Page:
Qatar Air Says Airbus Dropping Smallest A350
Qatar Airways cast doubt on the future of the Airbus A350-800 on Wednesday, saying the European plane maker had decided to pour all its efforts into two larger variants.
Qatar Airways chief executive Akbar Al Baker, who recently cancelled an order for the A350-800 and upgraded orders for sister models, said the 270-seater would not appear in service.
"They (Airbus) are not going to make the -800. This is what they told us," he told reporters at a trade fair.
Airbus said it was sticking by the USD$254 million model.
"The A350-800 is a key member of our next-generation A350 family," spokesman Stefan Schaffrath said.
Airbus had 92 A350-800 aircraft on its order book at the end of January, compared with 395 for the 314-seat A350-900, the main variant which is also scheduled to be the first to enter service in late 2014.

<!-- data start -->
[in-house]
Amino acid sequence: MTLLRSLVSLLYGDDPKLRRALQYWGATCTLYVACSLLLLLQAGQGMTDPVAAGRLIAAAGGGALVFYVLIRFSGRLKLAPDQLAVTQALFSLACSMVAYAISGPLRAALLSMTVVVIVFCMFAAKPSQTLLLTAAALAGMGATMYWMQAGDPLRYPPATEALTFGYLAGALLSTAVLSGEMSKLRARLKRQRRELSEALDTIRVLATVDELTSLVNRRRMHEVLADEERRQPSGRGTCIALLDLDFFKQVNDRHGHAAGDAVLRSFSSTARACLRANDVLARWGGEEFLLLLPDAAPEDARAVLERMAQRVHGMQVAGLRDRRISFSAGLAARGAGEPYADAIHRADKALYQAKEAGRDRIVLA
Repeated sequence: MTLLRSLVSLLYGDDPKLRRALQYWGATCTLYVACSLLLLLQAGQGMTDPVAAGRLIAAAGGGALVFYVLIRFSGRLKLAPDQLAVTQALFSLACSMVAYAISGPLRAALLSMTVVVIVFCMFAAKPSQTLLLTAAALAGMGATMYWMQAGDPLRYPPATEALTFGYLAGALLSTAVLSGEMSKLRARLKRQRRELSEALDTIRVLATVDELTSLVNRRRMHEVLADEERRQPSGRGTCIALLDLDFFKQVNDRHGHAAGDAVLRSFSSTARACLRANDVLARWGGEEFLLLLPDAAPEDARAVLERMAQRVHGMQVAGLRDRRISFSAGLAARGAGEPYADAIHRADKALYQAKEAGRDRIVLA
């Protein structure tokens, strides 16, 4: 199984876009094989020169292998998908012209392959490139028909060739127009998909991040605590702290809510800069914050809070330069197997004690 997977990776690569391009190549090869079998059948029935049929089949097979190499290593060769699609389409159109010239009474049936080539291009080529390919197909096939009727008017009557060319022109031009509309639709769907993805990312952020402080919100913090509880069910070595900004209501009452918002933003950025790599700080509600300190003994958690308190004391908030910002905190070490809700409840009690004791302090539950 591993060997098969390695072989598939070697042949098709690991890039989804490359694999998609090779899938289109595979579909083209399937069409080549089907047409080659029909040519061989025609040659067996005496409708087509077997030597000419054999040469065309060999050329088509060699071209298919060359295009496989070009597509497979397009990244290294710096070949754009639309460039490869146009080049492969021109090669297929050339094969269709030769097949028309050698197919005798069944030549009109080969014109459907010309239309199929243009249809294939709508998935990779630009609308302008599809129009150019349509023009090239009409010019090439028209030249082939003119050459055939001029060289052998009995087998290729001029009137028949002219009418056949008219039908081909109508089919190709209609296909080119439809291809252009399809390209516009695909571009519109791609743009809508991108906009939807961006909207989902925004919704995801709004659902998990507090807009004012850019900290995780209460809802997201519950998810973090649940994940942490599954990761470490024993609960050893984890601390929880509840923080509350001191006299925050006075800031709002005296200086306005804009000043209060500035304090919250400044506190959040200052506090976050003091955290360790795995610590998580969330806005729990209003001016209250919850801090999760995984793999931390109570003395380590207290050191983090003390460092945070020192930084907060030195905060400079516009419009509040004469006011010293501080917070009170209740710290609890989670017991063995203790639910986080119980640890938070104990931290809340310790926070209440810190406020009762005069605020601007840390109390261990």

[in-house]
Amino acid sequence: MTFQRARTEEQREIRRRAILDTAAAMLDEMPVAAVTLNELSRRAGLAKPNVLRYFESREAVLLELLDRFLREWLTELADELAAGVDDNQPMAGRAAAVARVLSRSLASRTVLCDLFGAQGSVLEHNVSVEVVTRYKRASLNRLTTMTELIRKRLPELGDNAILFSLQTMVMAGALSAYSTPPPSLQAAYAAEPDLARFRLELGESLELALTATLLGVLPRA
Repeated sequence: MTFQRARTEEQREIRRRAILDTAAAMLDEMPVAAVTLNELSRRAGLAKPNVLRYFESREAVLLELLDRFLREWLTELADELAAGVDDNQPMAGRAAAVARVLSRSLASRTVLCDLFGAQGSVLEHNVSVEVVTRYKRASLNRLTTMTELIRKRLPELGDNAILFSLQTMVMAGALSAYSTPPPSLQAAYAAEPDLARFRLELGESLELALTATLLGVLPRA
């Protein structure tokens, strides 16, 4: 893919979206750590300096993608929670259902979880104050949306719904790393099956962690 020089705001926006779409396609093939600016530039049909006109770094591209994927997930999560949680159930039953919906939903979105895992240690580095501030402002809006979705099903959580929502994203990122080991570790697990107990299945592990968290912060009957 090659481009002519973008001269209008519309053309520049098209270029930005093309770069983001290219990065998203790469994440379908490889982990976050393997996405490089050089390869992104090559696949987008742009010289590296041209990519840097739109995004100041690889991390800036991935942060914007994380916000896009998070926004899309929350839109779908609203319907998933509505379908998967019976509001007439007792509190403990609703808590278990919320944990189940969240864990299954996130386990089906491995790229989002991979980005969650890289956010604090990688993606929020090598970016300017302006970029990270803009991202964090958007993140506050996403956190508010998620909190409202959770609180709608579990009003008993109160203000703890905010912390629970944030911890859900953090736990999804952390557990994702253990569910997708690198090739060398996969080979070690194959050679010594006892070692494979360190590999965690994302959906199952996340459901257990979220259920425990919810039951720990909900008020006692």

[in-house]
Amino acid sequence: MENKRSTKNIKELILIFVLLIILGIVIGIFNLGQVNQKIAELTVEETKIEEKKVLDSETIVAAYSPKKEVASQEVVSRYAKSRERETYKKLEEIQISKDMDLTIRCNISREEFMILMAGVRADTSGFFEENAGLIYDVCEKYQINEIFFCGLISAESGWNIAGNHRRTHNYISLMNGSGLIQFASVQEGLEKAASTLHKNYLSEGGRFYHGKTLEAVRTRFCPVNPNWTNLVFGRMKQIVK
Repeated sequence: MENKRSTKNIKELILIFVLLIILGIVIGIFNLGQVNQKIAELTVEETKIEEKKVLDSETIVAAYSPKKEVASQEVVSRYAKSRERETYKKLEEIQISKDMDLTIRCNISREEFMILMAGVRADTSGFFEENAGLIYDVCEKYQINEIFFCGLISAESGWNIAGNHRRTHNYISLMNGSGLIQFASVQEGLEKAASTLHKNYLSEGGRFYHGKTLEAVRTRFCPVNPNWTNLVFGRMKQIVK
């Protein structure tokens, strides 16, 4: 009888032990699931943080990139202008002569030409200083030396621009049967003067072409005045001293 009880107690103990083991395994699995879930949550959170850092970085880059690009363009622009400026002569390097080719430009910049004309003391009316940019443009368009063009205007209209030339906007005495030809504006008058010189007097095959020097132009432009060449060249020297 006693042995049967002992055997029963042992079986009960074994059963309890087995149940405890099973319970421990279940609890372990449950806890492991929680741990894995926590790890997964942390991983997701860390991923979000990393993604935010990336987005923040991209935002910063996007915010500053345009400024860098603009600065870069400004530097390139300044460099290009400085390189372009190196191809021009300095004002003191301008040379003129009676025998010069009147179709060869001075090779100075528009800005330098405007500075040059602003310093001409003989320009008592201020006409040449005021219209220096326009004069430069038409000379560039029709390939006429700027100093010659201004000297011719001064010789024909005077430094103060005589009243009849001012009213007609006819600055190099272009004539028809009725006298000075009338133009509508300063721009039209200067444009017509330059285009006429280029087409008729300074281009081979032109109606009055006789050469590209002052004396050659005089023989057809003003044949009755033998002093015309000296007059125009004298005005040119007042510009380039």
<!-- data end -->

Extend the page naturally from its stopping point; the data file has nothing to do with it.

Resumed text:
Airbus has also sold 105 of its 350-seat A350-1000, a 350-seat long-haul jet expected to enter service in 2017.
Aircraft experts say the trend is towards larger planes within certain size categories to cope with increased traffic.
Airlines can fly larger planes more cheaply if they can fill them -- but have to balance this against the risk of leaving empty seats while the larger plane consumes more fuel.
Al Baker joins a growing number of industry officials who have expressed doubts over the future of the A350-800, which in design terms is a "shrink" of the benchmark A350-900.
Until now, industry sources have reported little evidence that the A350-800 will be cancelled outright but many have questioned when it will enter service as Airbus focuses engineering efforts on the larger, more strategic versions.
The A350-800 is officially due to enter service in 2016.
Airbus is considering ways of increasing planned A350 production in order to boost sales of the A350-1000, which had a slow start until picking up further endorsements from Qatar Airways and Hong Kong's Cathay Pacific in the past year.